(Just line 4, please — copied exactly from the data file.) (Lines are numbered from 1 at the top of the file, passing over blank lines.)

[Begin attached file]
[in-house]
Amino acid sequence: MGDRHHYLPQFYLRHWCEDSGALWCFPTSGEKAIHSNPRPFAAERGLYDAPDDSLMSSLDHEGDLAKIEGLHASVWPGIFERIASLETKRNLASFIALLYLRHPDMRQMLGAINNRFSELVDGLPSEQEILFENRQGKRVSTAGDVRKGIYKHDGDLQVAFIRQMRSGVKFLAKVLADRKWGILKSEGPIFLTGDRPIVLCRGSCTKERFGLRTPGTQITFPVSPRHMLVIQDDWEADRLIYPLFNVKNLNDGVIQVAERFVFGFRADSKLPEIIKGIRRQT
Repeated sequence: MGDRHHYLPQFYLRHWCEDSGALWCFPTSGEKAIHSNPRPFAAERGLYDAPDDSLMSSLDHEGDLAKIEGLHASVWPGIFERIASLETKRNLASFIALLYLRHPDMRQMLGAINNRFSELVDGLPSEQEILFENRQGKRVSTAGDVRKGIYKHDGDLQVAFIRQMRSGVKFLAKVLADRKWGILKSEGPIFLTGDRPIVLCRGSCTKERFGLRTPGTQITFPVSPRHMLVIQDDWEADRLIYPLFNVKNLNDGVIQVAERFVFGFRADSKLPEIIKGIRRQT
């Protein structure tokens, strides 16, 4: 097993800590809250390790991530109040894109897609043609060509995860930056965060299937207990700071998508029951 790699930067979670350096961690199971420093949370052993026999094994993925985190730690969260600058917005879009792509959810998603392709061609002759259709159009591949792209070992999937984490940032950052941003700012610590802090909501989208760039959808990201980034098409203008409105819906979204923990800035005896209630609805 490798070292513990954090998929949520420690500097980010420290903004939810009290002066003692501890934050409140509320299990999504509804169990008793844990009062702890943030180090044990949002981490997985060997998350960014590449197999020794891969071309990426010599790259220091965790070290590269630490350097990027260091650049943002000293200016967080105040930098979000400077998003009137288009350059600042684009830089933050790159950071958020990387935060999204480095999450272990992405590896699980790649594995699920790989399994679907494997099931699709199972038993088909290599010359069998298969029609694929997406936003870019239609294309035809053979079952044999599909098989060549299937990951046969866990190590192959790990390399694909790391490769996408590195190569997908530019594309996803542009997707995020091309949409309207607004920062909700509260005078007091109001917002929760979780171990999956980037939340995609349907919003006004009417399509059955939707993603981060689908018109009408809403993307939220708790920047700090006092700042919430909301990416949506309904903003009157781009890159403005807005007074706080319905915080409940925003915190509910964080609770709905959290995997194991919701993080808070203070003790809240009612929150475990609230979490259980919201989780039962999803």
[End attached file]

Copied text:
């Protein structure tokens, strides 16, 4: 097993800590809250390790991530109040894109897609043609060509995860930056965060299937207990700071998508029951 790699930067979670350096961690199971420093949370052993026999094994993925985190730690969260600058917005879009792509959810998603392709061609002759259709159009591949792209070992999937984490940032950052941003700012610590802090909501989208760039959808990201980034098409203008409105819906979204923990800035005896209630609805 490798070292513990954090998929949520420690500097980010420290903004939810009290002066003692501890934050409140509320299990999504509804169990008793844990009062702890943030180090044990949002981490997985060997998350960014590449197999020794891969071309990426010599790259220091965790070290590269630490350097990027260091650049943002000293200016967080105040930098979000400077998003009137288009350059600042684009830089933050790159950071958020990387935060999204480095999450272990992405590896699980790649594995699920790989399994679907494997099931699709199972038993088909290599010359069998298969029609694929997406936003870019239609294309035809053979079952044999599909098989060549299937990951046969866990190590192959790990390399694909790391490769996408590195190569997908530019594309996803542009997707995020091309949409309207607004920062909700509260005078007091109001917002929760979780171990999956980037939340995609349907919003006004009417399509059955939707993603981060689908018109009408809403993307939220708790920047700090006092700042919430909301990416949506309904903003009157781009890159403005807005007074706080319905915080409940925003915190509910964080609770709905959290995997194991919701993080808070203070003790809240009612929150475990609230979490259980919201989780039962999803």